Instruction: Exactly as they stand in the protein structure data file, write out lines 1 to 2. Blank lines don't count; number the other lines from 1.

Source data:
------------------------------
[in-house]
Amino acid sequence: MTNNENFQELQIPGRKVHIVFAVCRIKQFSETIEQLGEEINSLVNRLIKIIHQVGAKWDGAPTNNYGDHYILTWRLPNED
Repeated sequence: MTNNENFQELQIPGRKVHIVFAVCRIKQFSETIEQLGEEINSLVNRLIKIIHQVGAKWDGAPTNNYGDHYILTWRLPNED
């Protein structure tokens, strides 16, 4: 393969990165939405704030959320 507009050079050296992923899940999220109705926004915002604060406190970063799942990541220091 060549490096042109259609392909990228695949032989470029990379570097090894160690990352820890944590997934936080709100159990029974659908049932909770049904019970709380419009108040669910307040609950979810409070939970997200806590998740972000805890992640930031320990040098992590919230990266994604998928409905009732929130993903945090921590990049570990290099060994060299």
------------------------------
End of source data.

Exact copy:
[in-house]
Amino acid sequence: MTNNENFQELQIPGRKVHIVFAVCRIKQFSETIEQLGEEINSLVNRLIKIIHQVGAKWDGAPTNNYGDHYILTWRLPNED